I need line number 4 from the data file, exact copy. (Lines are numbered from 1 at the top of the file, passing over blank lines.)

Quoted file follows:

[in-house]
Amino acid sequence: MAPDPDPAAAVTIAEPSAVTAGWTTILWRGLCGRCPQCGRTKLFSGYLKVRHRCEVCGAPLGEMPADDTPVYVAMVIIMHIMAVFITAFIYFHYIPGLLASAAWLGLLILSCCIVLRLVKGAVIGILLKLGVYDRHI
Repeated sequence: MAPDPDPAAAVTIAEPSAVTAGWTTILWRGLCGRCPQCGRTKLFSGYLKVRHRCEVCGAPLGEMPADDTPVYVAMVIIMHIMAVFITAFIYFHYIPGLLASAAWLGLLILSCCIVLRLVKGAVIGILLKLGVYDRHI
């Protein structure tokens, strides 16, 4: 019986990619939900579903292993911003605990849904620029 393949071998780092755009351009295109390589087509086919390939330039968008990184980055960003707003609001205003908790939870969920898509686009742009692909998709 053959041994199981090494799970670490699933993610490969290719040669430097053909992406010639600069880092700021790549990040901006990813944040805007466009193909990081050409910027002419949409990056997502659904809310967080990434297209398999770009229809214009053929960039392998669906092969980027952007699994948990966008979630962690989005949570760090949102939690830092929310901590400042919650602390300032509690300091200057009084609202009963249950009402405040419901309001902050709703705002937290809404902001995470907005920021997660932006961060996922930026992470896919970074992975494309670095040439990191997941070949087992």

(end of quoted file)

């Protein structure tokens, strides 16, 4: 019986990619939900579903292993911003605990849904620029 393949071998780092755009351009295109390589087509086919390939330039968008990184980055960003707003609001205003908790939870969920898509686009742009692909998709 053959041994199981090494799970670490699933993610490969290719040669430097053909992406010639600069880092700021790549990040901006990813944040805007466009193909990081050409910027002419949409990056997502659904809310967080990434297209398999770009229809214009053929960039392998669906092969980027952007699994948990966008979630962690989005949570760090949102939690830092929310901590400042919650602390300032509690300091200057009084609202009963249950009402405040419901309001902050709703705002937290809404902001995470907005920021997660932006961060996922930026992470896919970074992975494309670095040439990191997941070949087992």